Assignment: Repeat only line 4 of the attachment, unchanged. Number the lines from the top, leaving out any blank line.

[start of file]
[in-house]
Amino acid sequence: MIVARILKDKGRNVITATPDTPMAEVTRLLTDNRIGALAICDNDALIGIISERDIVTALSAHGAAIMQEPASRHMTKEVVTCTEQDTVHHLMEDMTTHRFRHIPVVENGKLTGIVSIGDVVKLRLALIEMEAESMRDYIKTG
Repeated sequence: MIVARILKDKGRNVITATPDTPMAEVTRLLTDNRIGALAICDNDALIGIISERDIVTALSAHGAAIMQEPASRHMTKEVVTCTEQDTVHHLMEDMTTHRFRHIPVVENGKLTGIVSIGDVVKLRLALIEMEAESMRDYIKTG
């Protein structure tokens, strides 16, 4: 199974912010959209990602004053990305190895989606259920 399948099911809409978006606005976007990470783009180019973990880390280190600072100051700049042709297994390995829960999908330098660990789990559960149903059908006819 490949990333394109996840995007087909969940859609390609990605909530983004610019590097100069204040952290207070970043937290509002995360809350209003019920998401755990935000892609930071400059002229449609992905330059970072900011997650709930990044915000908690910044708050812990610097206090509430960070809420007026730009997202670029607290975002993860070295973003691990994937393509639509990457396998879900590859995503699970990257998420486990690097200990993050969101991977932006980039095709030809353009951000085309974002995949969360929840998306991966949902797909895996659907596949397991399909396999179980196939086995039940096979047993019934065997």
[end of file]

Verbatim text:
């Protein structure tokens, strides 16, 4: 199974912010959209990602004053990305190895989606259920 399948099911809409978006606005976007990470783009180019973990880390280190600072100051700049042709297994390995829960999908330098660990789990559960149903059908006819 490949990333394109996840995007087909969940859609390609990605909530983004610019590097100069204040952290207070970043937290509002995360809350209003019920998401755990935000892609930071400059002229449609992905330059970072900011997650709930990044915000908690910044708050812990610097206090509430960070809420007026730009997202670029607290975002993860070295973003691990994937393509639509990457396998879900590859995503699970990257998420486990690097200990993050969101991977932006980039095709030809353009951000085309974002995949969360929840998306991966949902797909895996659907596949397991399909396999179980196939086995039940096979047993019934065997």